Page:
Tai chi involves connecting all parts of the body with flowing, graceful movements, aligned with gentle focus while the mind is clear of distractions and intrusive thoughts.........
Mindfulness: Mindfulness is a key aspect of both golf and meditation. In golf, you need to be fully present and focused on the shot at hand, paying attention to your body positioning, your breathing, and the surroundings. Similarly, in meditation, you need to be fully present and focused on the present moment, paying attention to your breath, your thoughts, and your surroundings.
Relaxation: Both golf and meditation can be relaxing practices that can help reduce stress and anxiety. In golf, taking a few deep breaths before a shot can help calm your nerves and focus your mind. Similarly, in meditation, taking a few deep breaths can help you relax and let go of any tension or worries.
Focus: Golf requires a great deal of mental focus and concentration. You need to be able to visualize the shot, maintain your focus throughout the swing, and stay present and focused even if the shot doesn't go as planned. Similarly, in meditation, you need to be able to focus your mind on the present moment, and let go of distractions and thoughts that may arise.
Flow: Golf can also be a flow state activity, where you are fully immersed in the moment and everything seems to flow effortlessly. This is similar to the flow state that can be achieved through meditation, where you are fully immersed in the present moment and experience a sense of timelessness and effortlessness.
Stability: In both tai chi and golf, stability is key. In tai chi, you use slow, deliberate movements and weight shifts to maintain a stable center of gravity and stay balanced. Similarly, in golf, you need to maintain a stable base of support in order to execute a good swing and hit the ball accurately.
Weight Shift: Both tai chi and golf require you to shift your weight from one foot to the other in order to generate power and momentum. In tai chi, you use weight shifts to create a sense of flow and continuity in your movements, while in golf, you use weight shifts to create a smooth, rhythmic swing.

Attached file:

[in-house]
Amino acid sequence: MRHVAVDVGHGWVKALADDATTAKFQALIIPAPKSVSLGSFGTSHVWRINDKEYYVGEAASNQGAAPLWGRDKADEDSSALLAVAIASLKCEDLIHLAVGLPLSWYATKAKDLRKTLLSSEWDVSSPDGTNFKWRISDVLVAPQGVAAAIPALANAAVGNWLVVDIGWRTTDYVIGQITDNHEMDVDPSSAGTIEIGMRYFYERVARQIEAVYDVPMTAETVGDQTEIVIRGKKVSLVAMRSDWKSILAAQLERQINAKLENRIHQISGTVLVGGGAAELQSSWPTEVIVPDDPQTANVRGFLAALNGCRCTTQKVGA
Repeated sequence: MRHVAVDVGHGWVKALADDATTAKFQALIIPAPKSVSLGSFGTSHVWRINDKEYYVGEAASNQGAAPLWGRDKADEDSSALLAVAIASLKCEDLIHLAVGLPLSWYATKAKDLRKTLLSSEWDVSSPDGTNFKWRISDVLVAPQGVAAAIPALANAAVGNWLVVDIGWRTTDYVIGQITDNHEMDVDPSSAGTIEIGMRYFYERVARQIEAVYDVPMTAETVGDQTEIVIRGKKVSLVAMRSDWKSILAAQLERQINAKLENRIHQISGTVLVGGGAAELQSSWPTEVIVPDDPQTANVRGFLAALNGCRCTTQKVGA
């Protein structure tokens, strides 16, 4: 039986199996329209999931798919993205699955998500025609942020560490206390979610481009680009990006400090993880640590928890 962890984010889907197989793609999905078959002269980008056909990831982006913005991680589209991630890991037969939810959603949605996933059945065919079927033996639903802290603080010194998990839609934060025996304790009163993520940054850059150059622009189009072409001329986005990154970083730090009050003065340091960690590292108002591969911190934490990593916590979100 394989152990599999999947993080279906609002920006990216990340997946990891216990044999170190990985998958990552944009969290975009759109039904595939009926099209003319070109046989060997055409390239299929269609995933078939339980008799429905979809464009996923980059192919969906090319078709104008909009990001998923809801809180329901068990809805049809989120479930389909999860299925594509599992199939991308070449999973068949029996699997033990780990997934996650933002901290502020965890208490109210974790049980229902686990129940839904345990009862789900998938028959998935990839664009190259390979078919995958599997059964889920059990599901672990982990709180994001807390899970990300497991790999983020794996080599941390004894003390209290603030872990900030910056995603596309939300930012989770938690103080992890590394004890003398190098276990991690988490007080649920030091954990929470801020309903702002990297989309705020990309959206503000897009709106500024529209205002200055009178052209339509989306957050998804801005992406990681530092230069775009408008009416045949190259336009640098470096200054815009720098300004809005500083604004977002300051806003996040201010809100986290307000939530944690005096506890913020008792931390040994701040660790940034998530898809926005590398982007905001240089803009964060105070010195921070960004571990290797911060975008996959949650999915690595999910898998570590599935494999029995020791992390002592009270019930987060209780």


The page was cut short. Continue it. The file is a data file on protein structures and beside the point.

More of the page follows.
Flexibility: Both tai chi and golf require a certain level of flexibility in the feet and ankles. In tai chi, you use a variety of footwork patterns to improve your flexibility and mobility, while in golf, you need to be able to move your feet and ankles freely in order to achieve a good swing and follow-through.
"We play golf with our feet"' - Jack Nicholas
Both tai chi and golf emphasize the importance of connecting with the ground. In tai chi, you use your feet to root yourself to the ground and connect with the energy of the earth, while in golf, you need to have a solid connection with the ground in order to generate power and control the direction of the ball.
Graceful synchronization of the upper and lower parts of the body is essential for a smooth and powerful golf swing. Hands connect with feet, arms connect with legs, and everything connects with the energy generated by the waist.
In Tai Chi we use calmness to overcome movement, and even in movement, still have calmness. So, when you practice, the slower the better! When you do it slowly your breath becomes deep and long, the chi sinks to the Dantean, and naturally there is no harmful constriction or enlargement of the blood vessels.
In Tai Chi, we use intent rather than force, and from beginning to end, smoothly and ceaselessly, complete a cycle and return to the beginning, circulating endlessly. That is what the Tai Chi Classics mean by “Like the Yangtze or Yellow River, endlessly flowing.” And again: “Moving strength is like unreeling silk threads.” These both refer to unifying into a single impulse. Strength in external martial arts is a kind of acquired, brute force, so it has a beginning and an end, times when it continues and times when it is cut off, such that when the old force is used up and new force hasn’t yet arisen.
Shifting of Weight: In the art of Tai Chi, separating full and empty is the number one rule.
Only after you are able to distinguish full and empty will turning movements be light, nimble and almost without effort; if you can’t distinguish them, then your steps will be heavy and sluggish. You won’t be able to stand stably, and it will be easy for an opponent to control you.
Yong Yi, Bu Yong Li (Yong means to do or use. Bu refers to “not”)